The Griffin
The Iconography
The Griffin is a mythical beast with the body of a lion and the head and wings of an eagle. Griffins came into Greek mythology as guardians of the treasures of Apollo. In Christian art, they functioned originally as symbols of Satan but later were used to symbolize the union of Christ's divine and human natures (example).1

A late example of the satanic symbolism is outside St. Anthony's basilica, where two huge griffins grasp men and beasts in their paws (second picture at right). Perhaps the most notable example of the christological symbolism is in Dante's Purgatorio used the Griffin to represent Christ in the (cantos 29:106-114, 31:118-26).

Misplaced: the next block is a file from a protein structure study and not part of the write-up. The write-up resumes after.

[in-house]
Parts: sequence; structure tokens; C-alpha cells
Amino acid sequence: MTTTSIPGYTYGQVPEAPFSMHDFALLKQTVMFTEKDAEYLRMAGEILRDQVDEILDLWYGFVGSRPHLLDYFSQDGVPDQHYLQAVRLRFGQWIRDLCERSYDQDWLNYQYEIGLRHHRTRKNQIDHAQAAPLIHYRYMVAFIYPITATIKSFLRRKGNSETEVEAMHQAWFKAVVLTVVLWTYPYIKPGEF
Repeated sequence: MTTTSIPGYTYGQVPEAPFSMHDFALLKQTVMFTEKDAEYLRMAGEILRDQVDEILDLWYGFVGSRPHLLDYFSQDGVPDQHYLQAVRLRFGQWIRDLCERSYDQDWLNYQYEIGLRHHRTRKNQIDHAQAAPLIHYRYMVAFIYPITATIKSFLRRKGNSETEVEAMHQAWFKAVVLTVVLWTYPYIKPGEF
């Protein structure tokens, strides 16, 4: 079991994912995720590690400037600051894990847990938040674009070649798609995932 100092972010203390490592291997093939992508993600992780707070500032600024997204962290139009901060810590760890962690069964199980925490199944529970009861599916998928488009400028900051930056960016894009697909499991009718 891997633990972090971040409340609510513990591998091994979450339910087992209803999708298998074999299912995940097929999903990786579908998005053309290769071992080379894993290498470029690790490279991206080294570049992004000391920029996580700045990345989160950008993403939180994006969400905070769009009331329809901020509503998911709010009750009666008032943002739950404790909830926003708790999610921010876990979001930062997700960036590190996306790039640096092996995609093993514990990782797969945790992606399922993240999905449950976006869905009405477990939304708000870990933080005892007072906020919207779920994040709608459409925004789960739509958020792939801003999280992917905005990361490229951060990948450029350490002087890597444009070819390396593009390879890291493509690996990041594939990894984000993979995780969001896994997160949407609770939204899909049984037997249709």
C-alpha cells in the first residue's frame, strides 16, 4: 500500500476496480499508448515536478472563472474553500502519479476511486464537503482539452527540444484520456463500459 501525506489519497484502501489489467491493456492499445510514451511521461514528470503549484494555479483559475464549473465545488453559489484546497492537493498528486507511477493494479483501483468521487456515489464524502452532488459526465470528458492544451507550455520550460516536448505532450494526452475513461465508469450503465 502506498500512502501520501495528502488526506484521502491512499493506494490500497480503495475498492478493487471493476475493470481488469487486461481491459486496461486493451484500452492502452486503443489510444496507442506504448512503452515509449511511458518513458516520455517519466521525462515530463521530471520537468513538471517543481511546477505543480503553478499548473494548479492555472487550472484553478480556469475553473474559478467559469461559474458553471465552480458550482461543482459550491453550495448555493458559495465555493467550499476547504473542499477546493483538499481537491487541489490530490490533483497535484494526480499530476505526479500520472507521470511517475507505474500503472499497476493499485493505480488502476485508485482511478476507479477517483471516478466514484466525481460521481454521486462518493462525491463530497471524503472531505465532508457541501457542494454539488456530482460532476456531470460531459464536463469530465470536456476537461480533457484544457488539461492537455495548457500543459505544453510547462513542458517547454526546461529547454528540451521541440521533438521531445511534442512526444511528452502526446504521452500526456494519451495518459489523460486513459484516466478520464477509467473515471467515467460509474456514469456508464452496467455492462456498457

Griffins also appear in heraldry. In the first picture on the right, of a broken fragment from a French monastery, the griffin could have been intended either as a symbol of Christ or as a heraldic reference to a sponsor.

Prepared in 2018 by Richard Stracke, Emeritus Professor of English, Augusta University.


A griffin carved into a tribune in France. (See the description page.)

A ciborium fragment with griffins attacking a lion. (See the description page.)


  • Sometimes spelled "gryphon," or rarely "griffon"



1 Impelluso, 374.